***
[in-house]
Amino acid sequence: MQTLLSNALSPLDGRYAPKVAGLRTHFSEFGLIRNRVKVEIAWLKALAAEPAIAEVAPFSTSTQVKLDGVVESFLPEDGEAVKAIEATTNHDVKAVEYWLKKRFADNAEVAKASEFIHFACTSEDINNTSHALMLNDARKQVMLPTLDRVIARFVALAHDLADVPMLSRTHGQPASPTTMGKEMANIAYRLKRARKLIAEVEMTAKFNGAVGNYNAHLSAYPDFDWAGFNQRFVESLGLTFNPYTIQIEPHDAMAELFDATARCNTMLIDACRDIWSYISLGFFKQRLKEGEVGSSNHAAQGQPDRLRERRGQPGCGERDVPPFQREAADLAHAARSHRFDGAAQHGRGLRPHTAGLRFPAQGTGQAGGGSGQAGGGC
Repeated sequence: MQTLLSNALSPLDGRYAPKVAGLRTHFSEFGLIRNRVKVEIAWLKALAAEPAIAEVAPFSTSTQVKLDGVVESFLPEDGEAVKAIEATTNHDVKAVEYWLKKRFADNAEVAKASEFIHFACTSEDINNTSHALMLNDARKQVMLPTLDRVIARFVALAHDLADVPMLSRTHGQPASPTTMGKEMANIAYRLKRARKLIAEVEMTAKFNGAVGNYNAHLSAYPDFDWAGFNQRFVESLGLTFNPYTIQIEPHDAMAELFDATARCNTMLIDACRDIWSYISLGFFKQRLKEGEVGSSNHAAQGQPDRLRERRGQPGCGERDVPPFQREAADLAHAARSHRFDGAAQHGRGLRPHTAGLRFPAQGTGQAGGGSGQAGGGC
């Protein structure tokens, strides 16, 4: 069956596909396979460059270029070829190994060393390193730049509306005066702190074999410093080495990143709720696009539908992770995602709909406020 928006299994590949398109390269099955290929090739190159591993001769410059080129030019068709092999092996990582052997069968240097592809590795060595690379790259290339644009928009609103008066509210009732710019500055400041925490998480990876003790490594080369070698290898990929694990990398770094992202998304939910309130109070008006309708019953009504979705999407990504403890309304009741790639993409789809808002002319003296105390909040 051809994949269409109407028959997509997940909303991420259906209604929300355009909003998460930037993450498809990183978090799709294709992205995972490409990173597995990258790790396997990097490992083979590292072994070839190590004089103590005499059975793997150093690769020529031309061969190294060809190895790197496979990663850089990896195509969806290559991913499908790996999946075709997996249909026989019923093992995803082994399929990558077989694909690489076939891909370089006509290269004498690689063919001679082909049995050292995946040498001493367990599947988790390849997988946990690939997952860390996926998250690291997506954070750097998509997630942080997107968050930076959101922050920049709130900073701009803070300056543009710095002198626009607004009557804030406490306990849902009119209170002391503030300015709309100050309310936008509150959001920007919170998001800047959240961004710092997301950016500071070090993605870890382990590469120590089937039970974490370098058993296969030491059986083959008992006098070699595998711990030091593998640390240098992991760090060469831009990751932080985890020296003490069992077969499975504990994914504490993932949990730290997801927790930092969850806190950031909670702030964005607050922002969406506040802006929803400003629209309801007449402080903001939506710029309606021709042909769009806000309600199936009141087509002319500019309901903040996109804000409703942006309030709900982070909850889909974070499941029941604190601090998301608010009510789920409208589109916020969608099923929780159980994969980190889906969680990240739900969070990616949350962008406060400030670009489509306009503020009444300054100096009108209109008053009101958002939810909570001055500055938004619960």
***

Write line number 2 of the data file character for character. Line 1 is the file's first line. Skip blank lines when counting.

Amino acid sequence: MQTLLSNALSPLDGRYAPKVAGLRTHFSEFGLIRNRVKVEIAWLKALAAEPAIAEVAPFSTSTQVKLDGVVESFLPEDGEAVKAIEATTNHDVKAVEYWLKKRFADNAEVAKASEFIHFACTSEDINNTSHALMLNDARKQVMLPTLDRVIARFVALAHDLADVPMLSRTHGQPASPTTMGKEMANIAYRLKRARKLIAEVEMTAKFNGAVGNYNAHLSAYPDFDWAGFNQRFVESLGLTFNPYTIQIEPHDAMAELFDATARCNTMLIDACRDIWSYISLGFFKQRLKEGEVGSSNHAAQGQPDRLRERRGQPGCGERDVPPFQREAADLAHAARSHRFDGAAQHGRGLRPHTAGLRFPAQGTGQAGGGSGQAGGGC